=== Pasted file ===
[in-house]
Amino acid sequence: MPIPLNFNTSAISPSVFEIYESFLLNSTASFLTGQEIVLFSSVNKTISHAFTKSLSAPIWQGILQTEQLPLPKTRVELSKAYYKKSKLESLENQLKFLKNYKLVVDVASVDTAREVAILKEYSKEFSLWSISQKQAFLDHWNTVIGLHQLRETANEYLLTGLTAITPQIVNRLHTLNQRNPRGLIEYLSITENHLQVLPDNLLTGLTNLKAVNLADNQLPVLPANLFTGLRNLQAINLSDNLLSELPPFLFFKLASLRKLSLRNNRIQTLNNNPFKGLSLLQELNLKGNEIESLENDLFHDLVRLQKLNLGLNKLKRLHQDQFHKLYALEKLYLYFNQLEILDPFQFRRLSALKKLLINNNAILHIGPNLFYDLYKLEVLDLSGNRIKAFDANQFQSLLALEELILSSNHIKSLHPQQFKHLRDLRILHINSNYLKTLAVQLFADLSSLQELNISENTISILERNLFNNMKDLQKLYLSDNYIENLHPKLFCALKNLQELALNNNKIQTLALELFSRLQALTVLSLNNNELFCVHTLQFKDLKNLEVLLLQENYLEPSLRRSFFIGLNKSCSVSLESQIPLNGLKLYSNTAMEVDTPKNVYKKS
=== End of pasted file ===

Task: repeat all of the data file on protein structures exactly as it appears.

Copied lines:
[in-house]
Amino acid sequence: MPIPLNFNTSAISPSVFEIYESFLLNSTASFLTGQEIVLFSSVNKTISHAFTKSLSAPIWQGILQTEQLPLPKTRVELSKAYYKKSKLESLENQLKFLKNYKLVVDVASVDTAREVAILKEYSKEFSLWSISQKQAFLDHWNTVIGLHQLRETANEYLLTGLTAITPQIVNRLHTLNQRNPRGLIEYLSITENHLQVLPDNLLTGLTNLKAVNLADNQLPVLPANLFTGLRNLQAINLSDNLLSELPPFLFFKLASLRKLSLRNNRIQTLNNNPFKGLSLLQELNLKGNEIESLENDLFHDLVRLQKLNLGLNKLKRLHQDQFHKLYALEKLYLYFNQLEILDPFQFRRLSALKKLLINNNAILHIGPNLFYDLYKLEVLDLSGNRIKAFDANQFQSLLALEELILSSNHIKSLHPQQFKHLRDLRILHINSNYLKTLAVQLFADLSSLQELNISENTISILERNLFNNMKDLQKLYLSDNYIENLHPKLFCALKNLQELALNNNKIQTLALELFSRLQALTVLSLNNNELFCVHTLQFKDLKNLEVLLLQENYLEPSLRRSFFIGLNKSCSVSLESQIPLNGLKLYSNTAMEVDTPKNVYKKS